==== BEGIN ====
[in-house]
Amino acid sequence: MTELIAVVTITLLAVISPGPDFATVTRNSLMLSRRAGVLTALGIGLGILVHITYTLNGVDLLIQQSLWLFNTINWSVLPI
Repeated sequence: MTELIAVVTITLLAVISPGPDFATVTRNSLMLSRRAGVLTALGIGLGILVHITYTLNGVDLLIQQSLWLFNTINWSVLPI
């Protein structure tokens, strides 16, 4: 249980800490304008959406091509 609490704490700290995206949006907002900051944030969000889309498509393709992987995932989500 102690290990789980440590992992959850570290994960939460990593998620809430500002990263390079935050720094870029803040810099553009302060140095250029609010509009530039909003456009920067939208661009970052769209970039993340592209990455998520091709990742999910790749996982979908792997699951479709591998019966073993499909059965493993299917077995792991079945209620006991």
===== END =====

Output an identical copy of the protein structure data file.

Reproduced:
[in-house]
Amino acid sequence: MTELIAVVTITLLAVISPGPDFATVTRNSLMLSRRAGVLTALGIGLGILVHITYTLNGVDLLIQQSLWLFNTINWSVLPI
Repeated sequence: MTELIAVVTITLLAVISPGPDFATVTRNSLMLSRRAGVLTALGIGLGILVHITYTLNGVDLLIQQSLWLFNTINWSVLPI
């Protein structure tokens, strides 16, 4: 249980800490304008959406091509 609490704490700290995206949006907002900051944030969000889309498509393709992987995932989500 102690290990789980440590992992959850570290994960939460990593998620809430500002990263390079935050720094870029803040810099553009302060140095250029609010509009530039909003456009920067939208661009970052769209970039993340592209990455998520091709990742999910790749996982979908792997699951479709591998019966073993499909059965493993299917077995792991079945209620006991």